By Amy Nicholson
By Sam Weisberg
By Stephanie Zacharek
By Chuck Wilson
By Alan Scherstuhl
By Alan Scherstuhl
By Amy Nicholson
By Carolina Del Busto
Thank goodness Julien Duvivier couldn't remember his lines, thus relieving the French stage of a mediocre actor and gifting French cinema with one of its master directors, albeit one whose full measure has yet to be taken. Perhaps Duvivier did himself no favors by working so damn much—more than 70 films in 48 years, nearly doubling the output of his contemporary, Jean Renoir (who revered him), and giving much ammunition to the young Turks of Cahiers du cinéma.
In the U.S., Duvivier remains best known for the energetic Moroccan caper Pépé le Moko (1937), the fifth of his collaborations with that icon of fatalistic cool, Jean Gabin, and the one responsible for making Gabin an international star. Though Pépé remains one of Duvivier's triumphs, it also has been one of the few easy-to-see films in a body of work ill-served by revivals and home video. So MOMA comes to the rescue with a painstakingly curated 22-film Duvivier retro.
Duvivier's career in movies began virtually with the birth of cinema itself, as an assistant director to silent pioneers André Antoine and Louis Feuillade before making his directorial debut, at 22, with Haceldama (1919)—a film whose chief claim to fame is that it was financed by a wealthy mustard merchant. But Duvivier quickly improved: The 1925 silent version of Poil de carotte (MOMA will also screen the 1932 sound remake) is a very touching version of Jules Renard's famous novel about an unloved redheaded farm boy, while the 1930 Au bonheur des dames—the last of Duvivier's silents—is an orgy of pure cinema, from its opening train shot to its climactic visual effect of a magically converted storefront. Filming on the teeming streets of Paris in and around the Galeries Lafayette, Duvivier pulls out every trick in the book—elaborate crane and tracking shots; massive crowd scenes; surreal, constructivist montages—for this alternately sincere and cynical hymn to capitalist endeavor, pitting a department store magnate against an elderly independent tailor. The department store itself is one of Duvivier's great achievements, a buzzing hive of bejeweled heiresses, salacious sales girls, and lecherous bosses that feels like a working prototype for Pépé le Moko's chaotic casbah.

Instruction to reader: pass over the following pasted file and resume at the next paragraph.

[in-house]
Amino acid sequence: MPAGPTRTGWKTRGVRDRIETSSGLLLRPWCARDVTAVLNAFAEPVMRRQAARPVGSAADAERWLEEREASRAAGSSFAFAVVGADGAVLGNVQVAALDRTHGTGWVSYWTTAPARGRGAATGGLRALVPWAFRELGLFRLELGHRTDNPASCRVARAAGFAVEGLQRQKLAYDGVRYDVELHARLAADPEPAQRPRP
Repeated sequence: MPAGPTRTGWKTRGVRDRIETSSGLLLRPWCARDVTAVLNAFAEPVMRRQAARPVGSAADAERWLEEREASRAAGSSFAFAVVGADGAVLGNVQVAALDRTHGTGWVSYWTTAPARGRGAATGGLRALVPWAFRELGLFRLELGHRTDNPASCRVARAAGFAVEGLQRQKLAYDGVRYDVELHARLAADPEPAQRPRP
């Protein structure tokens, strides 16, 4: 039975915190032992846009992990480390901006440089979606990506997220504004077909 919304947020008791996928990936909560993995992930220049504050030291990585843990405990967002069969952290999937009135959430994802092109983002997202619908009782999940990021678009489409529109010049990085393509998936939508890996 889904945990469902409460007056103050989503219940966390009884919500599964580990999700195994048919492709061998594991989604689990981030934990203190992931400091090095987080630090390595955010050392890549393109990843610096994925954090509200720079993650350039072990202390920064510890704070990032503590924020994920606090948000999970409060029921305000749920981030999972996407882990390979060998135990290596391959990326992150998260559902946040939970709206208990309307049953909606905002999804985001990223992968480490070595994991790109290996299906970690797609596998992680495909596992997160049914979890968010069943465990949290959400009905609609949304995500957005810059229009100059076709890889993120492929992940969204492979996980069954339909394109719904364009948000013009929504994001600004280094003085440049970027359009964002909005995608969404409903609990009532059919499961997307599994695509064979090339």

Sound was no impediment to Duvivier, who aligned himself with several of the most prominent screenwriters of the era, including Charles Spaak, author of what is often considered Duvivier's masterpiece, La belle équipe (1936). Another cockeyed ode to free enterprise (and the Popular Front), it stars Gabin as one of five unemployed workers who win the French lottery and open a café together, with less than idyllic consequences. (Following a protracted legal battle, MOMA was, as of this writing, scheduled to screen Duvivier's original, bleaker ending for the film, rejected by an early test audience.)
Not surprisingly, Hollywood was soon to come calling, and if conventional wisdom holds that Duvivier's American films aren't on par with his French ones, I submit as counter-evidence The Great Waltz (1938), an undeniably sentimentalized biopic of Johann Strauss that nevertheless contains some of Duvivier's most exhilarating set pieces. The postwar Duviviers are more uneven, but they include two magnificently sour film noirs, Panique (1947) and Deadlier Than the Male (1956), both suggesting, quite literally, that the world may be going to the dogs.
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